By John West
My question involves a dual-circuit packaged air-cooled chiller with four scroll compressors. One circuit looked fine. The other circuit sight glass was black on the moisture indicator. Rust could be seen inside the sight glass.
My first impression was that the system had contaminants and there was moisture in it. This is a new system that has not been started. I called the manufacturer’s representative and was informed that sunlight can cause this. The protective covers were on each sight glass.
Would you start this system? I was informed that it would be safe to run.
From Dan Kramer
Patent Attorney and Specialist Grade Member of RSES
In my opinion, your problem is not one that you alone should solve.
You should inform your supervisor or boss of all the facts and let him resolve it between the supplier, the manufacturer, and the owner of the equipment.
Oral advice that the system “is safe to run” merely means that no one will be hurt if it runs.
A manufacturer’s representative who says that such a problem could be caused by sunlight is trying to keep you in the dark. It is well known that the new HFC refrigerants and POE lubricants have highly detergent properties and can cause rust and other contaminants to move around the system. Also, both POE and the HFCs can hold many times more water than the old refrigerants and minerals.
I, as owner, would be much more confident if the situation were personally observed by the manufacturer’s service manager who authorized removal and moisture concentration tests of the refrigerant and lubricants of each system by a qualified lab. If the system proved dry, I would still want a letter on the manufacturer’s letterhead that the observed condition would affect neither the system’s performance nor life, nor cause abnormal maintenance and that operating the system would resolve the observations in the sight glass.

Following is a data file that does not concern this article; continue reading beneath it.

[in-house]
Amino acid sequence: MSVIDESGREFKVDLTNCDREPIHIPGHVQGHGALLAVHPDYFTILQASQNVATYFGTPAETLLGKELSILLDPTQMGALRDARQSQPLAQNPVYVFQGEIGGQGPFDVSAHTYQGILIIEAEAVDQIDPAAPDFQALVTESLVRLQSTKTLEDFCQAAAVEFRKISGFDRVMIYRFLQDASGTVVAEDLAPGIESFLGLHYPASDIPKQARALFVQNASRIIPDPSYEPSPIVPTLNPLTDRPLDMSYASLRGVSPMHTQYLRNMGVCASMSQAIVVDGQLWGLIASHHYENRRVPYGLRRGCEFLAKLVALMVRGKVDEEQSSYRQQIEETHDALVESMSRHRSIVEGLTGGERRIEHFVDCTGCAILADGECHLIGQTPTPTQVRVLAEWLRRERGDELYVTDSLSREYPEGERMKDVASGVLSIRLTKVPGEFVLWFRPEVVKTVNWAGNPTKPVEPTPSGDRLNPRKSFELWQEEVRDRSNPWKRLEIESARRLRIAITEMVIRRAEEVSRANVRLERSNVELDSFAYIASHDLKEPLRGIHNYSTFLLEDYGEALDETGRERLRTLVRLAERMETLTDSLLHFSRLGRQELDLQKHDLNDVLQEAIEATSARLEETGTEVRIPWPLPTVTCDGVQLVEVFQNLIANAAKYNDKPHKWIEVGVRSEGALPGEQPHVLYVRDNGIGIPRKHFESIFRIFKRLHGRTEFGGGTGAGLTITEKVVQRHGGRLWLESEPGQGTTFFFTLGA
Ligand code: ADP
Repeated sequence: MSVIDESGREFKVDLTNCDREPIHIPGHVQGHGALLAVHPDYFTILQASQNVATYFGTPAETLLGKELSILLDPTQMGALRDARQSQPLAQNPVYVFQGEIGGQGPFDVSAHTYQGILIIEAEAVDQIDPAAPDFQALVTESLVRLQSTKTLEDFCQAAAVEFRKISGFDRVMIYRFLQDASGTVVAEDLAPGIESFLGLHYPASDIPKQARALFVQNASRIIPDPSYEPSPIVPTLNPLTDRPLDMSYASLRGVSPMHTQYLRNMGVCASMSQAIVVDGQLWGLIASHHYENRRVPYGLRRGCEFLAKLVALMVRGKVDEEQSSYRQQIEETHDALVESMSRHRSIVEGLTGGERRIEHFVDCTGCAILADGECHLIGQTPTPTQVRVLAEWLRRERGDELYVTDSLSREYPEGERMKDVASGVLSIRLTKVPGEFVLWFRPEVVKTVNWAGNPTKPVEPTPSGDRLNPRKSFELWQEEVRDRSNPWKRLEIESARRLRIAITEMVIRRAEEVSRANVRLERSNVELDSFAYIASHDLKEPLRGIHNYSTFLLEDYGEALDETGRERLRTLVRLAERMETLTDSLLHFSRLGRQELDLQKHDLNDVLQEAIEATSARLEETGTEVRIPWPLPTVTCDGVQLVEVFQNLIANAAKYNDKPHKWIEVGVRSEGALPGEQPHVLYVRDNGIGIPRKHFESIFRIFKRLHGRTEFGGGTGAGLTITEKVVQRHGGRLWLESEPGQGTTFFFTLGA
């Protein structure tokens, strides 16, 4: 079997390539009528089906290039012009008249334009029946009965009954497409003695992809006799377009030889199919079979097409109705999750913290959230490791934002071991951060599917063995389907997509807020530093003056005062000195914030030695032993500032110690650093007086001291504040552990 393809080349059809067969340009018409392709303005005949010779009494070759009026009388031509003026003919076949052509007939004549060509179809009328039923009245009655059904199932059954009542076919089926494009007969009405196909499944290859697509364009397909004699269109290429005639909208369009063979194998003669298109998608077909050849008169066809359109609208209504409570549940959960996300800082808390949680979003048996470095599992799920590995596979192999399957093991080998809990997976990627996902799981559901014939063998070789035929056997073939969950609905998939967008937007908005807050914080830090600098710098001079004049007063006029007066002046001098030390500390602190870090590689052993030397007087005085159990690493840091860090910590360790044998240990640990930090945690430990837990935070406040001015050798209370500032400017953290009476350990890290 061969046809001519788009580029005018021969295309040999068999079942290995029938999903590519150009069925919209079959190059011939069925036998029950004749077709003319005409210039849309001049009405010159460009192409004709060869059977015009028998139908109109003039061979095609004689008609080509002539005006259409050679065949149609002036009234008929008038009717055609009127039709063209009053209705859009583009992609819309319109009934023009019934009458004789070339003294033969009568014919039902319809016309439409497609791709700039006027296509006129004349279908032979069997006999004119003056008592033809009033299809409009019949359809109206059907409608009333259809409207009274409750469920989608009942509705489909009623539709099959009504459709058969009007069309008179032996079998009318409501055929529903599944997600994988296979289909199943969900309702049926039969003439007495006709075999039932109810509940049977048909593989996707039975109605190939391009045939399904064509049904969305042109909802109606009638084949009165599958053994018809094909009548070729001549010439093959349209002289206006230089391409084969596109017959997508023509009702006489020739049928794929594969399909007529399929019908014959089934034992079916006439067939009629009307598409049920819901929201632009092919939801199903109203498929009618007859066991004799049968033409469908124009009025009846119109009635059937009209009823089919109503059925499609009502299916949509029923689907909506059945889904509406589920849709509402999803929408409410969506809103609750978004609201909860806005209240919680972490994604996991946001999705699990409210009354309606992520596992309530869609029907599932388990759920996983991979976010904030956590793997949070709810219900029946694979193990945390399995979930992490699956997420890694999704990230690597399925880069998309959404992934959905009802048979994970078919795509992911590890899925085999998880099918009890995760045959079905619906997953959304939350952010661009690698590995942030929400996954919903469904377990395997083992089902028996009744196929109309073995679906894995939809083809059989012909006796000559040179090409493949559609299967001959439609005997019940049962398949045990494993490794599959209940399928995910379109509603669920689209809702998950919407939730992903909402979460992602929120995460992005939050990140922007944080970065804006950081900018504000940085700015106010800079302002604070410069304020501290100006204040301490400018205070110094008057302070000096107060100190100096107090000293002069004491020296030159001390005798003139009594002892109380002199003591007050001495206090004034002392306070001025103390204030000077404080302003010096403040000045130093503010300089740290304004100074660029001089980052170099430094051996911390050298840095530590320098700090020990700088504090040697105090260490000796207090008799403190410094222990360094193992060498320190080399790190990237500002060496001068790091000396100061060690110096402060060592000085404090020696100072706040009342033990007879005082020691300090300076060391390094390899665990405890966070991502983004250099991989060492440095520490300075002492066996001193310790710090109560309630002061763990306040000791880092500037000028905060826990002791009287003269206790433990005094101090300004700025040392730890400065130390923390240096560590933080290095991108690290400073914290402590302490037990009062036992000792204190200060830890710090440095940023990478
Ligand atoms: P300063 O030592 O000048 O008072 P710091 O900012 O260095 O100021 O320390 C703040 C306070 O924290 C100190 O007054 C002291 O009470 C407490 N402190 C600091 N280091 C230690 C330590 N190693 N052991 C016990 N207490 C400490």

On the other hand, if one or both systems were wet, I would want the manufacturer to approve removal of the refrigerant and lubricant. This would be followed by an evacuation of the system to a condition where it would hold below 500 microns with the vacuum pump off. Then I would recharge with fresh new refrigerant and oil.
Barring such steps, I, as owner, would want the system returned and replaced with one that is in proper operating condition. Yes you, as contractor, would probably have to bear the expense of removal and reinstallation, but that, in my opinion, is what a responsible contractor should do.
By George Mitchell
What is the recommended procedure for removing the oil from an R-123 chiller?
From John Lawler
St. Louis, MO
We researched the question with Trane service reps who directed us to page 68 of the company’s operations maintenance manual CVHE-0M-8C, dealing with the CenTraVac equipment. Among other things, it was recommended:
Beyond that, here is the procedure for changing the oil as outlined on the previously stated page 68. (And, remember, this is for a Trane CenTraVac.)
Caution: Be sure to open the control panel disconnect switch before draining the sump. Failure to do so could possibly burn out the oil sump heater.
Forcing the oil from the oil sump by pressuring the chiller (i.e., by raising chiller temperature or adding nitrogen) is not recommended.
Refrigerant dissolved in the oil can be removed and returned to the chiller by using an appropriate deep-vacuum recovery unit and heating/ agitating the oil container. Follow all federal, state, and local regulations with regard to disposal of waste oil.
Replace the oil filter (1) annually, (2) at each oil change, or (3) if erratic oil pressure is experienced during chiller operation.
Publication date: 04/01/2002